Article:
It flew faster and higher than any machine in history and was the was the ultimate boy's toy, but at $42 million (£25.8 m) it was beyond most budgets. But now the price of Nasa's soon-to-be redundant space shuttles has plummeted to something more down-to-earth: a new analysis of the costs of hauling the monster from the Kennedy Space Centre to a major US airport has led the space agency to slash the price to $28.2 m (£17.7m) .
Discovery, which has completed 37 missions into space and 5,247 orbits, has already been promised to the Smithsonian Institution's National Air and Space Museum, but shuttles Atlantis and Endeavour are still available.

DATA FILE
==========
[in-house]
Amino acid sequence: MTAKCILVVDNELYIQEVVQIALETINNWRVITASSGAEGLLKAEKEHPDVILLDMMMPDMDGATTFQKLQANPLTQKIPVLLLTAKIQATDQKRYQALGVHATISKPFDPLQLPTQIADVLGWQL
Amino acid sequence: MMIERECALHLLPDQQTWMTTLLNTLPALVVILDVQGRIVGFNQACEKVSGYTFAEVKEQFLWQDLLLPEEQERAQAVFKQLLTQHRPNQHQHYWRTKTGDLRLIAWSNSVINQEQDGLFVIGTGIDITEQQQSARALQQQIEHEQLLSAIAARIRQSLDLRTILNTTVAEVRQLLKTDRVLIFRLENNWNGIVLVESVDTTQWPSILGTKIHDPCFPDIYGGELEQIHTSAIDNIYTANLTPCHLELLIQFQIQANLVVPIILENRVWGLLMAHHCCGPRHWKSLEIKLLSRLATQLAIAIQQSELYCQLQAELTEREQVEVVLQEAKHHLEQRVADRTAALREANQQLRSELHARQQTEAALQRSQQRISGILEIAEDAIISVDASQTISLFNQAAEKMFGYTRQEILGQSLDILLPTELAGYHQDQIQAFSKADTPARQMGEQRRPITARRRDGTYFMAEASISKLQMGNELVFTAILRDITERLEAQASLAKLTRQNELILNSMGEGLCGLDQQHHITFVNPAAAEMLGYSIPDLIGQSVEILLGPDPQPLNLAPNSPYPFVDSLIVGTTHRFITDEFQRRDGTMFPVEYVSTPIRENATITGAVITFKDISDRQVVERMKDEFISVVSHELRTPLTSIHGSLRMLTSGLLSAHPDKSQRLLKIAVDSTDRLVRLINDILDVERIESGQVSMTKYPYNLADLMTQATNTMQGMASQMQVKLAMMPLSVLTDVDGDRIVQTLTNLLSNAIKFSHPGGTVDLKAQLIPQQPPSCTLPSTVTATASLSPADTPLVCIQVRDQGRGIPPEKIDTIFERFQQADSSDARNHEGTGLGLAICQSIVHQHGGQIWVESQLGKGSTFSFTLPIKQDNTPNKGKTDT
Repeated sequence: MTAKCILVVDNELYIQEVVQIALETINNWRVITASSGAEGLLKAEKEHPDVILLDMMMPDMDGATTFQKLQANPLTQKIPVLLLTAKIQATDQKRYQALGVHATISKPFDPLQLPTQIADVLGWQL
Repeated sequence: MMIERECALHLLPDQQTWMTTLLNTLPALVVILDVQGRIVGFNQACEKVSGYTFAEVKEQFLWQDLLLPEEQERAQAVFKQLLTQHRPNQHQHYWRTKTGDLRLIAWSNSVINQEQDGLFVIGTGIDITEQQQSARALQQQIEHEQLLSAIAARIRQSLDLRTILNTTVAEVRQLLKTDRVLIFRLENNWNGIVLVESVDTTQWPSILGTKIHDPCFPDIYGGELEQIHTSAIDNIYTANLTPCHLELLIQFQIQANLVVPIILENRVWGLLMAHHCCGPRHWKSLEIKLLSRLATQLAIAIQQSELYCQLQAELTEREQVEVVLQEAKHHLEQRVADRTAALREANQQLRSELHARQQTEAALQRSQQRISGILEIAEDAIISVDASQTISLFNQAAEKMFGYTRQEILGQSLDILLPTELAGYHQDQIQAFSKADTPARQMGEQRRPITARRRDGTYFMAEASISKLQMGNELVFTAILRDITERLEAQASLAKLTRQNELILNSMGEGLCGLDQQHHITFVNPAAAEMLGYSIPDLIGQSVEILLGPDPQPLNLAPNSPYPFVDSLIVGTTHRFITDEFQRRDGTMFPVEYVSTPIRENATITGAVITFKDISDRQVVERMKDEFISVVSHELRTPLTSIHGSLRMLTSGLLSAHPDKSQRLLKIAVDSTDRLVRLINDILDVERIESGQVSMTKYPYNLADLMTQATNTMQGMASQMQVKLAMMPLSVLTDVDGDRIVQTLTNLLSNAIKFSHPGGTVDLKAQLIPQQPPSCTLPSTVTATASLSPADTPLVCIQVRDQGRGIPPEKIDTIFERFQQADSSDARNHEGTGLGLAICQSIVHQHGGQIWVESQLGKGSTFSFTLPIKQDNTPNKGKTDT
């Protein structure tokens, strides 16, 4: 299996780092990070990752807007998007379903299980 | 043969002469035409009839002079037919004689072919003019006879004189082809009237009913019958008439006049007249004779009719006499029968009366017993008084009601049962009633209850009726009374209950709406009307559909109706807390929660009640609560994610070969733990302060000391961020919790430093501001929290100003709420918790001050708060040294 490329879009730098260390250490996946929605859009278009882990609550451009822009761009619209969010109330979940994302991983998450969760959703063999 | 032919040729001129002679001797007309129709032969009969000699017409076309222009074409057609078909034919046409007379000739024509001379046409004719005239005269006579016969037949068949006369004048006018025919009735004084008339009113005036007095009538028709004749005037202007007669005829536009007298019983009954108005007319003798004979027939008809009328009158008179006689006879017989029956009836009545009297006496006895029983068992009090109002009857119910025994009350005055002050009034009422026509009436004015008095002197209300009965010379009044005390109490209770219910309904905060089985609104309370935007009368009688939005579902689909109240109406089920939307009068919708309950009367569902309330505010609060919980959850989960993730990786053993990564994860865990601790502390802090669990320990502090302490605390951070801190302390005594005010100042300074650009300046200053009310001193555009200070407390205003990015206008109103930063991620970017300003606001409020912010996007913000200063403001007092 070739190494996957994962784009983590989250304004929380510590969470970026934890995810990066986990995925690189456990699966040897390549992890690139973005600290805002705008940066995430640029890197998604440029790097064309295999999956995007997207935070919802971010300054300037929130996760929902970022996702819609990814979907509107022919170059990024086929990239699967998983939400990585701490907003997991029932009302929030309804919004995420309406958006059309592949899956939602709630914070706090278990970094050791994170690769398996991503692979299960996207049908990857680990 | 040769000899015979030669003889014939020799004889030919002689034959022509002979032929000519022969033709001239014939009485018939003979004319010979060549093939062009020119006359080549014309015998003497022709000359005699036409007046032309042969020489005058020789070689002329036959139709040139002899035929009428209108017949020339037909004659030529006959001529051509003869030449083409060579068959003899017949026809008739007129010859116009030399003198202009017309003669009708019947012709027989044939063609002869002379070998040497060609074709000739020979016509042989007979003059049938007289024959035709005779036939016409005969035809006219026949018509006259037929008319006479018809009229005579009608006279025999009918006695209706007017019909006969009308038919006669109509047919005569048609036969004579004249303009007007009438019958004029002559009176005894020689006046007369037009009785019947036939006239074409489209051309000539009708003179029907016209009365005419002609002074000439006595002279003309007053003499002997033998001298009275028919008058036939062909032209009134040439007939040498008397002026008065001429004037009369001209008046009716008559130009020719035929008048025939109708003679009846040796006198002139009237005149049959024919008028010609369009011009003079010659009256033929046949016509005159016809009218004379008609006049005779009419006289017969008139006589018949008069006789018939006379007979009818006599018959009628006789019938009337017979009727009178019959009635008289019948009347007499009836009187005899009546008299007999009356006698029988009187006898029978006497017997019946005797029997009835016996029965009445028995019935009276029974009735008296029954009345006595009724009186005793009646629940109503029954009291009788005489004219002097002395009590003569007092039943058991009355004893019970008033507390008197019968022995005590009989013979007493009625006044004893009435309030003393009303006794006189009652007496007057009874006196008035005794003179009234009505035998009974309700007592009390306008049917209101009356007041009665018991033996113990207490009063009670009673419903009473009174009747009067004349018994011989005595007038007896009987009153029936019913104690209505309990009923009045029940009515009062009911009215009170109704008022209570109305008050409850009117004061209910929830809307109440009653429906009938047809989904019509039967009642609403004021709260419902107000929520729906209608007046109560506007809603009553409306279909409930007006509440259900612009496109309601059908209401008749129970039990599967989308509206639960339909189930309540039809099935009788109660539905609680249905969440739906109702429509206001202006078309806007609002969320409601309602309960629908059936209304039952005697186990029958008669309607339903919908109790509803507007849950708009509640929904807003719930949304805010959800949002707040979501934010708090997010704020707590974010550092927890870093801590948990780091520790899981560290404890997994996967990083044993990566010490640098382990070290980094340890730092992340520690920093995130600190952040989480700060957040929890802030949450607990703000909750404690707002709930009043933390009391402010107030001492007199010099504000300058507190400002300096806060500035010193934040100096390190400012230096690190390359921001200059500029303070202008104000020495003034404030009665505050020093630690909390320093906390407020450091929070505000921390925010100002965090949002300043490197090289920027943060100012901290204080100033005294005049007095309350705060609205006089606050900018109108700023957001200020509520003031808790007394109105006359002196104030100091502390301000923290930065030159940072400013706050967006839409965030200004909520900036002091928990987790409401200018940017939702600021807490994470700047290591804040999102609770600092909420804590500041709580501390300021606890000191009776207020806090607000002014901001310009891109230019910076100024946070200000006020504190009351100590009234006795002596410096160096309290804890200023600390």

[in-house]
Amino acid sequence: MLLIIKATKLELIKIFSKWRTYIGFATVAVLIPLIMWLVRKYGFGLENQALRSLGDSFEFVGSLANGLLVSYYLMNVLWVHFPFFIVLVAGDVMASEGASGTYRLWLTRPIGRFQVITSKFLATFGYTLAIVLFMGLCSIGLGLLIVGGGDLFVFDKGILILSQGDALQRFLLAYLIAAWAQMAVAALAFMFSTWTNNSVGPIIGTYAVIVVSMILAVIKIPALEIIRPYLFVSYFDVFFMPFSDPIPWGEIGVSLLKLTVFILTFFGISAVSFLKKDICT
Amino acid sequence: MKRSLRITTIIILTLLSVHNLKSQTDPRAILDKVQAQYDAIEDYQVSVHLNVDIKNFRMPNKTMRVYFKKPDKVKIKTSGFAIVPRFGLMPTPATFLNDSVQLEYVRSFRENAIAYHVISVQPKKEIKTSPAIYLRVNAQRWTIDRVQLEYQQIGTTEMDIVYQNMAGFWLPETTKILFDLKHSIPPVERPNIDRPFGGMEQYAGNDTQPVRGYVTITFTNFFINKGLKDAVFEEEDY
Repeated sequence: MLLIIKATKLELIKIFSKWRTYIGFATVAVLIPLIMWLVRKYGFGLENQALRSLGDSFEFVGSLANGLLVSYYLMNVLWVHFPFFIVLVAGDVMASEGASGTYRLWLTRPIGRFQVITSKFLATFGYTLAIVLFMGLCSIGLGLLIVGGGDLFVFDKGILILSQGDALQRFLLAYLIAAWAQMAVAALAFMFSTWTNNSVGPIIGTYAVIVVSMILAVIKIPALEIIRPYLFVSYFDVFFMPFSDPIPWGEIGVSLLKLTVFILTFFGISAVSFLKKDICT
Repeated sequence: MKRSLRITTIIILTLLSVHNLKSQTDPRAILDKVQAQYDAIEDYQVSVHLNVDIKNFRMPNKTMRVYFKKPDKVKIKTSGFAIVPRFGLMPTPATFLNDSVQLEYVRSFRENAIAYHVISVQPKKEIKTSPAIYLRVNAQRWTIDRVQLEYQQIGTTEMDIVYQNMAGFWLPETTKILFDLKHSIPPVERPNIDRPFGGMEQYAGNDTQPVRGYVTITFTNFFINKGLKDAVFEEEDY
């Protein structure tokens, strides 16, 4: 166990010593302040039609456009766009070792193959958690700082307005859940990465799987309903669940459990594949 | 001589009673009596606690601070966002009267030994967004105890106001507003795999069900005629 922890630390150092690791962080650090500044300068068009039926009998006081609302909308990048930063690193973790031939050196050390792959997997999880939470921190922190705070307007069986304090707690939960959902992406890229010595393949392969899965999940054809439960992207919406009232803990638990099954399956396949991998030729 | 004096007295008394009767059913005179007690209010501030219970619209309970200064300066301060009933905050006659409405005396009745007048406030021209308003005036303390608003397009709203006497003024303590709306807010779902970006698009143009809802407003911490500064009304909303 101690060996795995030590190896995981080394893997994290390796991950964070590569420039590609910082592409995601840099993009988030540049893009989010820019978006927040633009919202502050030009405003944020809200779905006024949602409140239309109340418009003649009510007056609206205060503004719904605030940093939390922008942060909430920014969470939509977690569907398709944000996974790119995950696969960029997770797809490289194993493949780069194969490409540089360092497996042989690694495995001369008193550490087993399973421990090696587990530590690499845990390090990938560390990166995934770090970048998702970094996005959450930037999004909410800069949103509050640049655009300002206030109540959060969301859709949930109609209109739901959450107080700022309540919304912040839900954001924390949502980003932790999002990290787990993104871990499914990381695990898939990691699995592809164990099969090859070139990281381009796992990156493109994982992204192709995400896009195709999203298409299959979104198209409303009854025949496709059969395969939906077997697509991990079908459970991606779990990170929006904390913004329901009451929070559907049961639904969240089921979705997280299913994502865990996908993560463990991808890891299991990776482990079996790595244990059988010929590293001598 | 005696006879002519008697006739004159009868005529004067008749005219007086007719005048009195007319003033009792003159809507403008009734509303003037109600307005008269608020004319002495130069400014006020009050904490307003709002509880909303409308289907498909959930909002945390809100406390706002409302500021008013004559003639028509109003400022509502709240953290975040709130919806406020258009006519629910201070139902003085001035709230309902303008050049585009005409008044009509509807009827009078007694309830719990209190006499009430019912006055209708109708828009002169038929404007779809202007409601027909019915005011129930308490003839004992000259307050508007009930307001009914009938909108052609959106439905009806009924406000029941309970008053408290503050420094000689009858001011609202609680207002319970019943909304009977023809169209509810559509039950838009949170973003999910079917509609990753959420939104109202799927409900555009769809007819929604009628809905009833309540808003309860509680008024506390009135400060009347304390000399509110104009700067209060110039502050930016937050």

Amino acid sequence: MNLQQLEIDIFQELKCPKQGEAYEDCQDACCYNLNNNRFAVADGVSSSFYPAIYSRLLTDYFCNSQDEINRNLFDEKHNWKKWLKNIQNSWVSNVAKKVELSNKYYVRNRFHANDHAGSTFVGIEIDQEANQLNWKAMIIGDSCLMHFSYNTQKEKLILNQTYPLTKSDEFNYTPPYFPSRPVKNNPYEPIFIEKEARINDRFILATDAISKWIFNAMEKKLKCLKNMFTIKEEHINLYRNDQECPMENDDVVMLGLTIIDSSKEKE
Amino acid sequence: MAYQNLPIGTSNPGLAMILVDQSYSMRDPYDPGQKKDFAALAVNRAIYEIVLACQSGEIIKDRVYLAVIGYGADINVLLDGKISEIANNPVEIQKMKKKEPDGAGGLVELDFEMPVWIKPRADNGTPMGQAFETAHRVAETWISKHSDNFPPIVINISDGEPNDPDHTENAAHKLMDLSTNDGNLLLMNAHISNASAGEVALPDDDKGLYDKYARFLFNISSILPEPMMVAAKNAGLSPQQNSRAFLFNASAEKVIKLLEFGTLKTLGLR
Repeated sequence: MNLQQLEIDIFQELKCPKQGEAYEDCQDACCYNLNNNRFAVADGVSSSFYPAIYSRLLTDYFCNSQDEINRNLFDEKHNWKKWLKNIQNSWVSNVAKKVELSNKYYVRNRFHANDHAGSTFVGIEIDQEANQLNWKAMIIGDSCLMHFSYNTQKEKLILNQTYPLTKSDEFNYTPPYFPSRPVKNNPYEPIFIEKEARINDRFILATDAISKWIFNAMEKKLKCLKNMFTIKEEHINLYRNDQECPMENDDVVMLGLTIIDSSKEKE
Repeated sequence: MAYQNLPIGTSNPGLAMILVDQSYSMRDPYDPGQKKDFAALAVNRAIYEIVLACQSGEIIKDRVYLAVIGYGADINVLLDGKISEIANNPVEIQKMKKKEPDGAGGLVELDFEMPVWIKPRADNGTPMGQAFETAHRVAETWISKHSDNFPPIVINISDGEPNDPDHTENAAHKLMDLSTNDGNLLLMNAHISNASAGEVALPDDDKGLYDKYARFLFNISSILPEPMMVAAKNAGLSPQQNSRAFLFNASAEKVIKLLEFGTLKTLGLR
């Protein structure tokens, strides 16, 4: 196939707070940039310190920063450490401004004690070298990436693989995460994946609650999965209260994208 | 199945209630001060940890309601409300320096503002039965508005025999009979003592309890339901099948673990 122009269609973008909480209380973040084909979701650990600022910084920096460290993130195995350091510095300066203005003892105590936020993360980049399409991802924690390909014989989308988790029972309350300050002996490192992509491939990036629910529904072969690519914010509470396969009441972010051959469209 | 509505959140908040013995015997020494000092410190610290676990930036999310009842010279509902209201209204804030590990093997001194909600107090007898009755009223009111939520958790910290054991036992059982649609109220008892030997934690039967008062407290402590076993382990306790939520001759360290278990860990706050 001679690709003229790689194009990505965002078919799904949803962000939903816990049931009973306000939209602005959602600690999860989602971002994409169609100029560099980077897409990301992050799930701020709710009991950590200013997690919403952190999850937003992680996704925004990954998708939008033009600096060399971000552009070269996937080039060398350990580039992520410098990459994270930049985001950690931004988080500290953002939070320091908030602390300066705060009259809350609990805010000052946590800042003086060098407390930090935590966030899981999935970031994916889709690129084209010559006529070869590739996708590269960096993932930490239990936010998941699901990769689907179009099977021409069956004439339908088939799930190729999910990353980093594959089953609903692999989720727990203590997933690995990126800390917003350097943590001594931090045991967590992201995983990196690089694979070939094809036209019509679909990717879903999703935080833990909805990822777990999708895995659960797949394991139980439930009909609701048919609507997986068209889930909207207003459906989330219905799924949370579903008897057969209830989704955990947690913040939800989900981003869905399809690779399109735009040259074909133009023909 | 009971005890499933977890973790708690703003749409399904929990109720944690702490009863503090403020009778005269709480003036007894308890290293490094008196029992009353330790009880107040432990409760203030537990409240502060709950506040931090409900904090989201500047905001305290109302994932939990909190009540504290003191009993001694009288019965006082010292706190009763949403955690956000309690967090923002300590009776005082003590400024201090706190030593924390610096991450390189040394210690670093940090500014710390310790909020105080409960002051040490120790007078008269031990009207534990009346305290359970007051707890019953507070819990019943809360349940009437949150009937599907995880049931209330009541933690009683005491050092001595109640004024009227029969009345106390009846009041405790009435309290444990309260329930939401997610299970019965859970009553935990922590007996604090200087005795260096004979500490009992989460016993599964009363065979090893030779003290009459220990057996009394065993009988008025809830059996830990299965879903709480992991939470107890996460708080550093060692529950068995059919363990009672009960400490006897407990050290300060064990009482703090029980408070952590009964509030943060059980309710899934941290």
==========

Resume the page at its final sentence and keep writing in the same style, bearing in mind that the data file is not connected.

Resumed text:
Nasa is also mulling the possibility of putting Enterprise, a shuttle prototype that never made it to space, on sale.
Nasa decided to sell the shuttles ahead of their retirement later this year. They are set to be replaced by the new Ares 1-X rocket, which is due to take over all manned space flights in 2015.
If the new price is still too daunting, an even bigger bargain comes in the shape of the shuttle's engines - no longer required once the craft is in a museum. The agency offered them for sale at between $400,000 and $800,000, but there were no takers. They are now offering them free, to anyone with the wherewithal to take them home.Reuse content